- ARK Investment Management is launching an exchange traded fund to give investors exposure to financial technology.
- The fund focuses on mobile payments, artificial intelligence and blockchain.
- The actively managed "ARK Fintech Innovation ETF" includes public companies — like PayPal, Square and Amazon — that could use technology to bypass incumbent financial players, CEO Catherine Wood says.
ARK Investment Management is launching its first financial technology, or "fintech," focused exchange traded fund on Monday.
The actively managed "ARK Fintech Innovation ETF" began trading on the New York Stock Exchange Arca under the ticker "ARKF." It includes public companies that could use technology to bypass incumbent financial players by making things faster and cheaper, the company said. This is the firm's seventh ETF since launching in 2014.
The idea for a fintech ETF had been on the New York-based firm's road-map for a few years, CEO Catherine Wood told CNBC. But ARK's Japanese partner Nikko Asset Management saw the rapid growth in mobile payments in Asia, and asked if they could launch earlier than planned.
"China is really showing us the way — they didn't have the older financial infrastructure so they could leapfrog us," said Wood. "That business is spreading like wildfire."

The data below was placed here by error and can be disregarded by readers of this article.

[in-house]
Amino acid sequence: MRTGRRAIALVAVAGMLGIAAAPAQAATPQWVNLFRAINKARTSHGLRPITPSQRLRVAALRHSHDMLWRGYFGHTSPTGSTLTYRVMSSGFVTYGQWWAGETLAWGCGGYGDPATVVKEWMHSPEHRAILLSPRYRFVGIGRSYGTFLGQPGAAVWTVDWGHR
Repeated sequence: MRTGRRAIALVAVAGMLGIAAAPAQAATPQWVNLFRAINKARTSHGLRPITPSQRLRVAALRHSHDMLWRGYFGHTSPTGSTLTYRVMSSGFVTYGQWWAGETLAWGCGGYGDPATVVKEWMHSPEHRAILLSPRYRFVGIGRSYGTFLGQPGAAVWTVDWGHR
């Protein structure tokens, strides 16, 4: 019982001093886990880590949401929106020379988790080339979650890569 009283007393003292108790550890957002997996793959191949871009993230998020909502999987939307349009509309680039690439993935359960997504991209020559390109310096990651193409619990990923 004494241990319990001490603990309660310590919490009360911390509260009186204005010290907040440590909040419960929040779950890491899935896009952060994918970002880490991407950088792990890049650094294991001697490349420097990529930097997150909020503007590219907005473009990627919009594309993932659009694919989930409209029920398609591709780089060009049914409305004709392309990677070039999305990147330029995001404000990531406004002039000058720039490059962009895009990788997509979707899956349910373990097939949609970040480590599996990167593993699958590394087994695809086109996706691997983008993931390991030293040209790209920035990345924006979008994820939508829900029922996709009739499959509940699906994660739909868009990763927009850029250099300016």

ARK has $6.5 billion assets under management.
Wood pointed to the ubiquity of giants like Alibaba, parent company of Ant Financial, and Tencent in Asia, which are both in the ETF. Those and other companies in ARKF are looking to upend traditional institutions by offering "better, cheaper, faster, and more novel and secure" services, according to Wood.
The ETF spans across three areas of technology. The first is "mobile value transfer devices," or anything that lets someone send money or pay through a phone. Square, the ETF's biggest holding, and PayPal focus on peer-to-peer payments and both leaders in the U.S. online payment realm and are "nipping at the traditional big bank's heels," Wood said.
Another key area is blockchain, the technology behind bitcoin. Despite the nosedive in bitcoin prices, Wood is still bullish on the future of it and other cryptocurrencies. She pointed to the jump in volumes, and the amount of people sending and receiving bitcoin, despite falling prices. Square, for example, lets customers buy bitcoin through the Square Cash App, and its CEO Jack Dorsey has touted its potential. By embracing crypto, Wood said "they are attracting a new breed of customer."
Other names in the ETF include Amazon, the "original fintech player," according to Wood, and Apple because of growth in Apple Pay.
The fund also focused on artificial intelligence, which is being used by start-ups to assess creditworthiness. Companies that don't use AI for lending, are positioned to lose out in the modern economy, according to Wood. Baidu, Zillow, and LendingTree are also included in the ETF.